EU countries encouraged to accept gene edited crops

Europe is asking its farmers to use fewer pesticides and less fertilizer, while still producing the same amount of food.

If European governments were willing to adopt the latest agricultural innovations, like gene editing and precision ag, reaching such a goal might be possible.

Difficult, but possible.

In late July, researchers from 132 scientific institutions published an open letter about the importance of genome editing — a process used to insert or delete genes from a plant’s DNA. The scientists urged the European Commission to permit the use of gene editing for agricultural crops.

If that doesn’t happen, European farmers will continue to fall behind the rest of the world, they said.

“Genome editing offers an increasing range of solutions… for crops that are climate resilient, less dependent from fertilizers and pesticides and help preserve natural resources,” the researchers wrote. “We recommend that the European Commission endorses this message for the benefit and welfare of all EU citizens.”

The scientists are from multiple countries, including Germany, Spain, United Kingdom, Portugal and Poland. They are part of the European Sustainable Agriculture through Genome Editing (EU-SAGE) network.

The group was created in 2018 following a European court decision, recommending that gene-edited crops should be treated the same as those that are genetically modified. Since GM crops are basically banned in the EU, gene-edited crops would also be prohibited.

The court decision was a shock because most plant scientists say gene editing is a safe and precise method to improve wheat, barley and other crops, without introducing foreign DNA into the plant.

“This technology… allows scientists and breeders to develop desired crop varieties in a faster, relatively simple and much more directed way compared to previous breeding techniques,” EU-SAGE said.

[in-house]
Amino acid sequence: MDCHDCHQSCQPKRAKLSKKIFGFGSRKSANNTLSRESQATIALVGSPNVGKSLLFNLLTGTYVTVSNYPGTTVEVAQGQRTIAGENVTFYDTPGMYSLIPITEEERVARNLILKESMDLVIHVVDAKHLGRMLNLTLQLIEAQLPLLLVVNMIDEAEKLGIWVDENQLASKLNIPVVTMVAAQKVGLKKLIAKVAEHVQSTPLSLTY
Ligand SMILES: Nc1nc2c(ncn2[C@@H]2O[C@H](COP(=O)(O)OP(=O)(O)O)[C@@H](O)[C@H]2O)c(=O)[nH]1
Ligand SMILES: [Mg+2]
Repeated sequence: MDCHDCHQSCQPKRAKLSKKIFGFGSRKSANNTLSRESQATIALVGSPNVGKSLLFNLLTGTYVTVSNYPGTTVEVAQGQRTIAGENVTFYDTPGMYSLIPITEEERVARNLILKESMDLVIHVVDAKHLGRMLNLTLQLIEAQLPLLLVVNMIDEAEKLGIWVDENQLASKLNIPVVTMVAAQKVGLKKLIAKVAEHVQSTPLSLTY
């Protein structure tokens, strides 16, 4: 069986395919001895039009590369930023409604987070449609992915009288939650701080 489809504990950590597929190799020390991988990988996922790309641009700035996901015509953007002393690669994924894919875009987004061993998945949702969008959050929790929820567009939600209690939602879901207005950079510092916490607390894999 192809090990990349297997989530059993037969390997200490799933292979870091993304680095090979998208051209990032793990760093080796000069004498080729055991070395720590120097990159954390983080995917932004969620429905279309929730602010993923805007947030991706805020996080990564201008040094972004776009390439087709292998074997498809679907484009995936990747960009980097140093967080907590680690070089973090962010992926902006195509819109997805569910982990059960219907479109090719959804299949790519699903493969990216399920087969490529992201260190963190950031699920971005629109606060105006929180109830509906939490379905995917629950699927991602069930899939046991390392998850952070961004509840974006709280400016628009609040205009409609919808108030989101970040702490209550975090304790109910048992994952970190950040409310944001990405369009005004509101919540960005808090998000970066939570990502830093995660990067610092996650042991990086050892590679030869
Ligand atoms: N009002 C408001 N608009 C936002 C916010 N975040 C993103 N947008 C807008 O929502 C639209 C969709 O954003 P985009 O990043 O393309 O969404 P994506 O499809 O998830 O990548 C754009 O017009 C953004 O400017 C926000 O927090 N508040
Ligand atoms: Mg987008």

European farmers will soon need better crop varieties because the European Commission has lofty goals to make agriculture more sustainable. In May, the EU unveiled its Farm to Fork strategy, which sets out ambitious targets for 2030:

  • A 50 percent reduction in agricultural pesticides
  • A 20 percent cut in fertilizer use
  • Twenty-five percent of farmland will be organic

Some leaders say the Farm to Fork strategy will make European farmers less competitive and less open to trade.

“When innovative tools are taken away from a farmer the only choice is protectionism,” said United States agriculture secretary Sonny Perdue, as reported by www.foodnavigator.com. “(That) isn’t healthy for Europe, the U.S. or anywhere else in the world.”

Setting ambitious targets for sustainability, while prohibiting gene-edited crops, doesn’t make a great deal of sense, the EU-SAGE scientists said. If plant breeders could use the technology, maybe they could design a crop with 20 percent more resistance to disease, which would reduce the need for fungicides.

The European stance on plant breeding is problematic for all farmers, including Canadian producers. Multiple nations, including Japan, Australia, Argentina and the U.S., have decided that gene-edited crops will not be regulated like GM crops, if there is no foreign DNA.

So if it’s not transgenic, a gene-edited crop will be treated the same as a conventionally bred crop.

If Europe bans gene editing and the rest of the world takes a different approach, it could make life difficult for grain-exporting nations.

“The regulatory approach for genome-edited crops in Europe is completely out of line with the regulations existing in other continents,” EU-SAGE said. “The lack of regulatory harmonization worldwide poses challenges in global trade and in the seed sector.”

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